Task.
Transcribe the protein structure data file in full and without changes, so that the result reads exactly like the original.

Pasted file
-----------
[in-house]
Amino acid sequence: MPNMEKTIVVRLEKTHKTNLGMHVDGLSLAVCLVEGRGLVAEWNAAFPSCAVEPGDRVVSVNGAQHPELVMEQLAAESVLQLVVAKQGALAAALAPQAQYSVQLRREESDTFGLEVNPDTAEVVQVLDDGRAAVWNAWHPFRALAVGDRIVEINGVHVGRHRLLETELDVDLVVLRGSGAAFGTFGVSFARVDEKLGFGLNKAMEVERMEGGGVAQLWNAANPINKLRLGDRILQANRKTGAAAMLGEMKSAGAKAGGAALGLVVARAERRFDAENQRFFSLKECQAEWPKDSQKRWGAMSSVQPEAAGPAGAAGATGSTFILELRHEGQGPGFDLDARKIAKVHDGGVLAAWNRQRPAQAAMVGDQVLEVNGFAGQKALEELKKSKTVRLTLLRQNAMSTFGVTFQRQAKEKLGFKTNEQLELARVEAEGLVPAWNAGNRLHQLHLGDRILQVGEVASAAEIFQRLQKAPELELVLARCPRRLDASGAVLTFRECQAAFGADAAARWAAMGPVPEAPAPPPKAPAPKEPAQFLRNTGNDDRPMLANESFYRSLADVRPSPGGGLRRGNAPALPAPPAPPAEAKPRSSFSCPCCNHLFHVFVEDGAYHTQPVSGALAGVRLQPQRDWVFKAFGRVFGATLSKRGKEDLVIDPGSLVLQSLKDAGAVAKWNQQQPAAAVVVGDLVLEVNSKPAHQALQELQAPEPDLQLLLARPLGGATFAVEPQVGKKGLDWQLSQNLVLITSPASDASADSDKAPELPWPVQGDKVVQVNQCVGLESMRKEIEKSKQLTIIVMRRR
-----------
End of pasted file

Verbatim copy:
[in-house]
Amino acid sequence: MPNMEKTIVVRLEKTHKTNLGMHVDGLSLAVCLVEGRGLVAEWNAAFPSCAVEPGDRVVSVNGAQHPELVMEQLAAESVLQLVVAKQGALAAALAPQAQYSVQLRREESDTFGLEVNPDTAEVVQVLDDGRAAVWNAWHPFRALAVGDRIVEINGVHVGRHRLLETELDVDLVVLRGSGAAFGTFGVSFARVDEKLGFGLNKAMEVERMEGGGVAQLWNAANPINKLRLGDRILQANRKTGAAAMLGEMKSAGAKAGGAALGLVVARAERRFDAENQRFFSLKECQAEWPKDSQKRWGAMSSVQPEAAGPAGAAGATGSTFILELRHEGQGPGFDLDARKIAKVHDGGVLAAWNRQRPAQAAMVGDQVLEVNGFAGQKALEELKKSKTVRLTLLRQNAMSTFGVTFQRQAKEKLGFKTNEQLELARVEAEGLVPAWNAGNRLHQLHLGDRILQVGEVASAAEIFQRLQKAPELELVLARCPRRLDASGAVLTFRECQAAFGADAAARWAAMGPVPEAPAPPPKAPAPKEPAQFLRNTGNDDRPMLANESFYRSLADVRPSPGGGLRRGNAPALPAPPAPPAEAKPRSSFSCPCCNHLFHVFVEDGAYHTQPVSGALAGVRLQPQRDWVFKAFGRVFGATLSKRGKEDLVIDPGSLVLQSLKDAGAVAKWNQQQPAAAVVVGDLVLEVNSKPAHQALQELQAPEPDLQLLLARPLGGATFAVEPQVGKKGLDWQLSQNLVLITSPASDASADSDKAPELPWPVQGDKVVQVNQCVGLESMRKEIEKSKQLTIIVMRRR